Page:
Long Duration Love Affair

That cylindrical object you see pictured above is a roughly school-bus sized structure which was deployed into space in 1984. It orbited the Earth for five and a half years with nothing expected of it other than to float there, getting battered about by whatever the great black yonder saw fit to throw at it. You see, every inch of its outside surface was covered with Science. 57 separate experiments, mounted in 86 trays, involving the participation of “more than 200 principal investigators from 33 private companies, 21 universities, seven NASA centers, nine Department of Defense laboratories and eight foreign countries.” Its purpose was to study the effects of space on a multitude of materials. Its name is the Long Duration Exposure Facility (LDEF) and I am deeply in love with it.

01.20. filed under: design. science. space.

Oh… my goodness. Truly, I share your state of enamor. Some of those pictures (e.g., the 5th, 8th, and 12th [not including the first image in the post]) are humbling as aesthetic works. The final picture made me swoon, after having viewed all the rest. I imagined the moment when John Lennon climbed the ladder at Yoko Ono’s exhibit to see there the word “Yes” up there on the ceiling. Listening to Casino Versus Japan, it’s easy to imagine a dizzying climb up an improbable ladder to view, from behind the amber mirrored mask of a spacesuit, this functional abstract art collection hung without strings, upside down, from earth’s vertiginous roof.

posted on 01.20 at 06:40 PMMoody834

This is just the best thing I have seen all week. Thanks Jaime.

posted on 01.21 at 05:46 AMPierce

These are magnificent: thank you. I am usually at least a little prejudiced against the minimalist art that some of these images resemble, yet I was immediately captivated by them. Perhaps it’s the precision engineering that makes all the difference…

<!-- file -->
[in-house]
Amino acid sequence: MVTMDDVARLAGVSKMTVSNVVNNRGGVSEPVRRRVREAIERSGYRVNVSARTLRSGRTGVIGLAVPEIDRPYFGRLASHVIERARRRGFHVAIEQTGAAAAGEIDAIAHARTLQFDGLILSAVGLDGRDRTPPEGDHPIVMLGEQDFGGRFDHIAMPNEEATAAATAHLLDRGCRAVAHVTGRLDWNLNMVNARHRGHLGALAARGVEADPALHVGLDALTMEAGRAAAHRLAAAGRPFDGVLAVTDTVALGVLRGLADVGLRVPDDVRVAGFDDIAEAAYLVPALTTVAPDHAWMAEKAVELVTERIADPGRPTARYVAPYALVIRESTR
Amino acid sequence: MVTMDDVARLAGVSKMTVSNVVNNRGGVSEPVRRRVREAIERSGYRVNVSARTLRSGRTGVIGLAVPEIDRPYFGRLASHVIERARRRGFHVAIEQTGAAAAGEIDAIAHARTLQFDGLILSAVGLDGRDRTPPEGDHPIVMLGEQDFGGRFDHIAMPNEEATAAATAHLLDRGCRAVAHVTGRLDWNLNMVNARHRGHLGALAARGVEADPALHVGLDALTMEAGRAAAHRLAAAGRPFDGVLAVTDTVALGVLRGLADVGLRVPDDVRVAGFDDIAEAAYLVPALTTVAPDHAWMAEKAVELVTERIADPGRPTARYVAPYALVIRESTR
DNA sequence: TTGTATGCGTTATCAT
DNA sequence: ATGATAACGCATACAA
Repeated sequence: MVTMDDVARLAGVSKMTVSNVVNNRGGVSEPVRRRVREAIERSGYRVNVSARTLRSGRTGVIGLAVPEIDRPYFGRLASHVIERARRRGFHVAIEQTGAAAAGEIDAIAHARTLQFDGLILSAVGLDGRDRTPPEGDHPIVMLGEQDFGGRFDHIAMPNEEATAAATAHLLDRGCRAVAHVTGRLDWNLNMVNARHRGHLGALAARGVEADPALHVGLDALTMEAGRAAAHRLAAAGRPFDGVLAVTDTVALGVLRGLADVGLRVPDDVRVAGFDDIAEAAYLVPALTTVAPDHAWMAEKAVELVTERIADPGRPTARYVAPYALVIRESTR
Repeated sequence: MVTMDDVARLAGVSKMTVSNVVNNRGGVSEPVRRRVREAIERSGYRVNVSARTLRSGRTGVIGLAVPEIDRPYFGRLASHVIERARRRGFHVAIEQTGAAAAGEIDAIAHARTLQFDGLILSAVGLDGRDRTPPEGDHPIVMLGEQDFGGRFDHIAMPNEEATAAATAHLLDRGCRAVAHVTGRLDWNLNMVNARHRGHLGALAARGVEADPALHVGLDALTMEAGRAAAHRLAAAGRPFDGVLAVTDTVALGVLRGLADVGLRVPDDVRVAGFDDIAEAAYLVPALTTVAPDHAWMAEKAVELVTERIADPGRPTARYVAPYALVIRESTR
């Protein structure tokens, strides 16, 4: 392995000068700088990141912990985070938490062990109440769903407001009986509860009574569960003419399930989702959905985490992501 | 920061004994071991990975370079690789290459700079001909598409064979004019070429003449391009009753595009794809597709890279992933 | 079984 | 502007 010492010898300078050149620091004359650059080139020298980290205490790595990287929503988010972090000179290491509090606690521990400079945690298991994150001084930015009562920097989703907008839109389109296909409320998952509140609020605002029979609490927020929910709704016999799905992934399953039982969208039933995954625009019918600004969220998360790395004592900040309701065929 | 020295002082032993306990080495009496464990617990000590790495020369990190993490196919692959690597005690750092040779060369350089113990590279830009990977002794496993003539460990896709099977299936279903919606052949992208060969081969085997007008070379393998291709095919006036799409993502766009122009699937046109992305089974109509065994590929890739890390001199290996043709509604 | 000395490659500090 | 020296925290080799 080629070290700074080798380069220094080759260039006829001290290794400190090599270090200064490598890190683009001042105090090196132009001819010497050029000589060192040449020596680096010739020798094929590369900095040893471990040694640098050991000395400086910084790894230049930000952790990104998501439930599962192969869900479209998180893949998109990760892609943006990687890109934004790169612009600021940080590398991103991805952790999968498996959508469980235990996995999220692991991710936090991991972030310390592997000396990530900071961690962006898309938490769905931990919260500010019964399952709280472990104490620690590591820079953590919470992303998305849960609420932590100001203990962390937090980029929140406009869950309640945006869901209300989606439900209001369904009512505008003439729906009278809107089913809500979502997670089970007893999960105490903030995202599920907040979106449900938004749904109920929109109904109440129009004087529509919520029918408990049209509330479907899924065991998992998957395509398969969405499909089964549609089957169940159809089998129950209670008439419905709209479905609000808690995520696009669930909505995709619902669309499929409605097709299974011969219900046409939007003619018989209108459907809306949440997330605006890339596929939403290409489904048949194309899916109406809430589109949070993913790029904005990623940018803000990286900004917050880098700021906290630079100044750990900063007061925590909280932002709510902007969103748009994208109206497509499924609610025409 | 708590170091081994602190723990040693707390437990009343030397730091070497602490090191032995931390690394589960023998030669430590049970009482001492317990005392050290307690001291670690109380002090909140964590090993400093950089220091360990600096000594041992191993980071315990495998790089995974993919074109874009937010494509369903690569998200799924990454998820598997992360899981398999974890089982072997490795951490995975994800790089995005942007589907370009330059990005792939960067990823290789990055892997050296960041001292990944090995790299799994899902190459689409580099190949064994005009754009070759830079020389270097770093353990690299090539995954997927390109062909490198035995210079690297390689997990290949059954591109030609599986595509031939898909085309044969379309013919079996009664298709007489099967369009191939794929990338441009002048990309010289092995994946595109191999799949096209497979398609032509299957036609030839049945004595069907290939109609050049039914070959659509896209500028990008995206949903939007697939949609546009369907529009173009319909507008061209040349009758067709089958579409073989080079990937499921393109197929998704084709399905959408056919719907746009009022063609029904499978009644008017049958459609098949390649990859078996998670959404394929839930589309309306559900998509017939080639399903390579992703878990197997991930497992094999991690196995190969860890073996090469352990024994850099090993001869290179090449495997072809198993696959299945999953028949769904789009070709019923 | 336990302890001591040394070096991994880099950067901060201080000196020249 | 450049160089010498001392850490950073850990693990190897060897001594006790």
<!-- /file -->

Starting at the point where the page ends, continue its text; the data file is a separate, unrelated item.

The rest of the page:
posted on 01.21 at 08:50 AM.

A friend at NASA tells me that the inside of the cylinder is chock full of Ellsworth Kellys.

posted on 01.21 at 10:06 AM.

This is the kind of thing that makes me look back on my NASA years fondly (along with Voyager). Thanks for bringing LDEF to mind again.

posted on 01.21 at 07:09 PMjane

sometime during the 4th grade, which would have been around 1990 for me, my class received three packets of tomato seeds that had been orbiting the earth. now i have to wonder if they were in the LDEF.  seems a bit too strong of a correlation to ignore…

posted on 01.22 at 04:39 PM.

I’ll forgive your relentless objectification—THIS time!—because the results are so darn cool.

Thanks for that.

posted on 01.26 at 02:02 PMbluewyvern

greg: Those seeds probably did fly on LDEF as part of the Space Exposed Experiment Developed for Students program. I have some of those somewhere as well. The most recent seeds in space* are basil seeds.

*For best effect “seeds in space” should ideally be said “Pigs in Space” style.

posted on 01.26 at 03:00 PMjane

The truth is I have had these in a folder on my computer for over 4 years. I always planed to selfishly use them for art pieces of some kind. I still like the idea of creating some vastly simplified, say 6 or 8 color prints based on the panels… But…

posted on 01.28 at 08:51 AMjmorrison

Absolutely beautiful. Without qualification. Thanks.

posted on 02.04 at 01:38 AMsam sejavka

Do you know if high-resolution (printable) versions of these exist somewhere? I poked around on the NASA site you linked to, and couldn’t really find the images that you cropped from to get these samples. I suppose I could submit a request to NASA directly.

posted on 02.28 at 04:01 PMTim Chambers

That is amazing. Are there any sites with the status of the experiments? Is the only indicator a camera?

posted on 02.29 at 02:34 PMRick

Tim Chambers, you might try searching at http://ntrs.nasa.gov/search.jsp

Some the picture results are 2000+ pixels in size.


posted on 03.04 at 07:43 AM.

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